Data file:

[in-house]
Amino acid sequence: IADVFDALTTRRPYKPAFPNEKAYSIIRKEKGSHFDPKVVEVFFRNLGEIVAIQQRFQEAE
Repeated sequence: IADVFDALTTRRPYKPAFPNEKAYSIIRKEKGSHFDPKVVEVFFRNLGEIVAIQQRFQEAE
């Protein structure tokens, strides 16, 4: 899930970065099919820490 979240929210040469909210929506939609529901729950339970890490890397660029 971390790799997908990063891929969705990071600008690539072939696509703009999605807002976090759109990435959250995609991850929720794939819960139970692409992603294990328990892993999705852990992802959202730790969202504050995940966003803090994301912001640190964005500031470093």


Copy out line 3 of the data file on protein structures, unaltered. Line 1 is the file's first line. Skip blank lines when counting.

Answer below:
Repeated sequence: IADVFDALTTRRPYKPAFPNEKAYSIIRKEKGSHFDPKVVEVFFRNLGEIVAIQQRFQEAE